Baia Saluqvadze and Levan Bolqvadze, co-founders of Agritrade,purchased a new calibration line, a vertical elevator, and conveyor with the support from the Food and Agriculture Organisation of the United Nations (FAO) and the EU as part of its ENPARD and EU4Business Initiative. Agritrade’s Kakheti hazelnuts can now be directly exported to China, generating more export opportunities.

    Click here for more success stories to learn about Georgian SMEs that are doing business in many different areas and have benefitted from EU support.

     The material is prepared within the project "EU NEIGHBOURS east"

  • EBRD Literature Prize 2021: selected longlist announced
    • The Prize recognises the best works of literary fiction from the EBRD’s regions translated into English
    • Longlist features work translated from eight languages
    • Winner of €20,000 prize to be announced in May

    The EBRD Literature Prize 2021, launched by the European Bank for Reconstruction and Development to promote translated literary fiction from its regions of operations, announces its selected longlist today. 

    This is now the fourth year of the EBRD Literature Prize which celebrates the very best in translated literature from the nearly 40 countries where the Bank invests: from central and eastern Europe to Central Asia, the Western Balkans and the southern and eastern Mediterranean.

    The €20,000 Prize is awarded to the best work of literary fiction originally written in a language from one of these countries, which has been translated into English and published by a UK or a Europe-based publisher.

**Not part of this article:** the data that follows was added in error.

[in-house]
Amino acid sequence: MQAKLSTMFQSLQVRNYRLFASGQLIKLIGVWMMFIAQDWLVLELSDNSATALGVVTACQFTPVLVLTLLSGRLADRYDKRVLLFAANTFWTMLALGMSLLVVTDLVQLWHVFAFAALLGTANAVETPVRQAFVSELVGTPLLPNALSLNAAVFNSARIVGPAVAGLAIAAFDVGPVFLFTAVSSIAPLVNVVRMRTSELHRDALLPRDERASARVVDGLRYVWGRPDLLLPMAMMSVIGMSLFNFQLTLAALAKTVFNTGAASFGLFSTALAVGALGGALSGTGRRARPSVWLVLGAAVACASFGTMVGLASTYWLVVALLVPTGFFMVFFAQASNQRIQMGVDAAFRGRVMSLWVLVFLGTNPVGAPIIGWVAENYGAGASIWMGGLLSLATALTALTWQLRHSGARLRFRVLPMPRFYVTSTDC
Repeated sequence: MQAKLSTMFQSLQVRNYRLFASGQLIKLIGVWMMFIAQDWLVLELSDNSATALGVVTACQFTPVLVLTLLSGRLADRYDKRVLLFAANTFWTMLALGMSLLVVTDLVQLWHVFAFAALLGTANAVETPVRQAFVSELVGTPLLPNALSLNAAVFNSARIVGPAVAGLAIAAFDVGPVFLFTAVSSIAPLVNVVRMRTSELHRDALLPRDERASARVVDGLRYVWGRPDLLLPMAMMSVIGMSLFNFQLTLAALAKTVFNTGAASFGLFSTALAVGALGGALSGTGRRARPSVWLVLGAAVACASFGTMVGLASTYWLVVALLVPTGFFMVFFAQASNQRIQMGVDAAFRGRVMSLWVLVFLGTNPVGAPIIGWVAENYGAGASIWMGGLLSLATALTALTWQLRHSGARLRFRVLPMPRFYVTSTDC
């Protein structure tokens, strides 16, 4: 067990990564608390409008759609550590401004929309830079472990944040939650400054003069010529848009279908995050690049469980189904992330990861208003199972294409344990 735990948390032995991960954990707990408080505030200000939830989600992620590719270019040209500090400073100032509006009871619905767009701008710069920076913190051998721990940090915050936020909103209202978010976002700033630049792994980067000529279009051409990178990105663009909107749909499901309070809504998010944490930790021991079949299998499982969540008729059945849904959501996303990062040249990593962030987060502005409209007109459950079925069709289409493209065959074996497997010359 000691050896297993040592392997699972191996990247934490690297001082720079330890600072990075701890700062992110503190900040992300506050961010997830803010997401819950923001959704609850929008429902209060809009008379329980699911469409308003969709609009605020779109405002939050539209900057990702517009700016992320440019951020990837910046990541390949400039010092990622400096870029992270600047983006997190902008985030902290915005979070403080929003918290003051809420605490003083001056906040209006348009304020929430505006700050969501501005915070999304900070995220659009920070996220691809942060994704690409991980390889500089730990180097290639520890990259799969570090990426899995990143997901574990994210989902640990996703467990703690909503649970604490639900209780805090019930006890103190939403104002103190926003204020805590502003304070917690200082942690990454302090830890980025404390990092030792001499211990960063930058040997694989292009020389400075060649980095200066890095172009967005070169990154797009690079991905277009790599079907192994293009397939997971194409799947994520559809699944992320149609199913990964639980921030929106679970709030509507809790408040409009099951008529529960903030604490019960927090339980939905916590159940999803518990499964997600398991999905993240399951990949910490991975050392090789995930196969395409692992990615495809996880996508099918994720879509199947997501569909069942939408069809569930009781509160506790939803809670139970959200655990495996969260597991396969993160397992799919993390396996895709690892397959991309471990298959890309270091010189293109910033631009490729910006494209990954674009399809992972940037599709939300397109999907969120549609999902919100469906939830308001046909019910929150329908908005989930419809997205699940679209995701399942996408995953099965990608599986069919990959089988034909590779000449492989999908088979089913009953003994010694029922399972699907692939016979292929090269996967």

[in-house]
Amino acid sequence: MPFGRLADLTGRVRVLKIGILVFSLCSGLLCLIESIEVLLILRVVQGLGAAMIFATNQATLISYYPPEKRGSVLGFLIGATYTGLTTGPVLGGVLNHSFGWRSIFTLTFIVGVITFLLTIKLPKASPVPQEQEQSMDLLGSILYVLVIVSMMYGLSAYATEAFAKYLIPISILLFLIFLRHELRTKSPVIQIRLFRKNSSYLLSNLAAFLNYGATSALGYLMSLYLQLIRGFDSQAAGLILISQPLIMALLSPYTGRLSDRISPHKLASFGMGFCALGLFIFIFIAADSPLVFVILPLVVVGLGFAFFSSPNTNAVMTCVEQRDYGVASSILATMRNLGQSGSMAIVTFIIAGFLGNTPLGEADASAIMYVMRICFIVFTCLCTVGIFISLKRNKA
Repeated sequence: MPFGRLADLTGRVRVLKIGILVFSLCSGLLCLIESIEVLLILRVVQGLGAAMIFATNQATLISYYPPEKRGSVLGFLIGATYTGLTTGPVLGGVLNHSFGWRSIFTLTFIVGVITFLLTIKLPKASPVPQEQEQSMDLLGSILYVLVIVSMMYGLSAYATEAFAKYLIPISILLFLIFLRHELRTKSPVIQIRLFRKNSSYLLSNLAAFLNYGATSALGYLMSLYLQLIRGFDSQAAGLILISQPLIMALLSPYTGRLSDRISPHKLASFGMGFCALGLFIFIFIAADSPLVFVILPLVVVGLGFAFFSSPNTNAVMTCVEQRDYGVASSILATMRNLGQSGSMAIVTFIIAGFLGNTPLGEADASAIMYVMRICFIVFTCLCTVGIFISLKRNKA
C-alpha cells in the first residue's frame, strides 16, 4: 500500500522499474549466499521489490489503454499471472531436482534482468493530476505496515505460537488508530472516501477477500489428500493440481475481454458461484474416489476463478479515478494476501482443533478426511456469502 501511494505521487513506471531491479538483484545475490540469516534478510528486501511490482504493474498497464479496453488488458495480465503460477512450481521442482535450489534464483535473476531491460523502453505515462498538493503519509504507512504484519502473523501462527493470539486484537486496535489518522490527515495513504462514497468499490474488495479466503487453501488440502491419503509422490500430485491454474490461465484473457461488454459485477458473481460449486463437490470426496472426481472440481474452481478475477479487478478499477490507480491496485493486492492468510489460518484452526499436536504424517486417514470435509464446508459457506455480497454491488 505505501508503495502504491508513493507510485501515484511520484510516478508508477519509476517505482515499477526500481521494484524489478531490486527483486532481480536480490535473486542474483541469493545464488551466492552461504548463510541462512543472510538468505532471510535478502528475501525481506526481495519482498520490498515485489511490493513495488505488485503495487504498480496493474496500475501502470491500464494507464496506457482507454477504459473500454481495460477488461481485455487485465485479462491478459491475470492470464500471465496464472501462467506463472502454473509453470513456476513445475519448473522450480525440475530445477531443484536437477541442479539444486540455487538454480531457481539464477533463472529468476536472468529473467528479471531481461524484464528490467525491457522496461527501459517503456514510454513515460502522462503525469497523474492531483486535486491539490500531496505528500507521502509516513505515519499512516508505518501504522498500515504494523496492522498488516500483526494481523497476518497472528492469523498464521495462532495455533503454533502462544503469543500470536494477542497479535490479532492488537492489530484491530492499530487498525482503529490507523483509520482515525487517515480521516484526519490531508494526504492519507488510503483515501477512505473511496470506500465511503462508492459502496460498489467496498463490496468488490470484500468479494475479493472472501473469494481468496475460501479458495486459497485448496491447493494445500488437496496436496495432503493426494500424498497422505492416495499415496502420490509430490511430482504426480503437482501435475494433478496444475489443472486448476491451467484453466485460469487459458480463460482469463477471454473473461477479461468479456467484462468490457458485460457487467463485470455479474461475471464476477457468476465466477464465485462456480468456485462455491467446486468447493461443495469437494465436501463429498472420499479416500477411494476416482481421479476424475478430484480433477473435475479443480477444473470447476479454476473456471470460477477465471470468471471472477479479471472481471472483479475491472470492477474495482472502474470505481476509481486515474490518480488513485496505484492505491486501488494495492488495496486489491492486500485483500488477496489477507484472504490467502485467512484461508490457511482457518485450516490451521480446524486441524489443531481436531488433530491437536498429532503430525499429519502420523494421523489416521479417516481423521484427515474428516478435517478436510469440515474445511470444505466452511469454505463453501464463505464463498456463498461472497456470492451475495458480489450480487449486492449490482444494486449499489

The international prize was created in 2017 by the EBRD with funding provided by the members of the EBRD, in cooperation with the British Council. It is one of the few international literature prizes which recognises both author and translator in equal measure.

    The independent panel of judges for the EBRD Literature Prize 2021 has selected 10 novels that they consider outstanding works of storytelling. In total, eight languages feature on the selected longlist, which represents a fascinating mix of cultures from across the EBRD regions of operations.

    Toby Lichtig, Chair of the Judges, said: “Given the diversity of territories covered by the EBRD, it is perhaps unsurprising how varied and culturally rich this longlist is, both thematically and stylistically. The ten books move us from 1930s Warsaw to 1950s Czechoslovakia to contemporary Ukrainian no man’s land; from a Kafakaesque tale of judicial injustice to an absurdist tragicomedy of human smuggling; from the dying days of the Ottoman Empire to an alternative Balkans hauling itself into the present day. Taken together, they give a picture of an Eurasian region riven with the scars of war and displacement, cruelty and carelessness, and teeming with human resilience and ingenuity. And love. Each book is unique, each translation brilliantly realised.”

    The longlist titles, in alphabetical order by author, are:

    Love in the Days of Rebellion by Ahmet Altan, translated by Brendan Freely and Yelda Türedi (Europa Editions). Language: Turkish. Country: Turkey.

    The Pear Field by Nana Ekvtimishvili, translated by Elizabeth Heighway (Peirene Press. Language: Georgian. Country: Georgia.

    Grey Bees by Andrey Kurkov, translated by Boris Dralyuk (MacLehose Press, an imprint of Quercus). Language: Russian. Country: Ukraine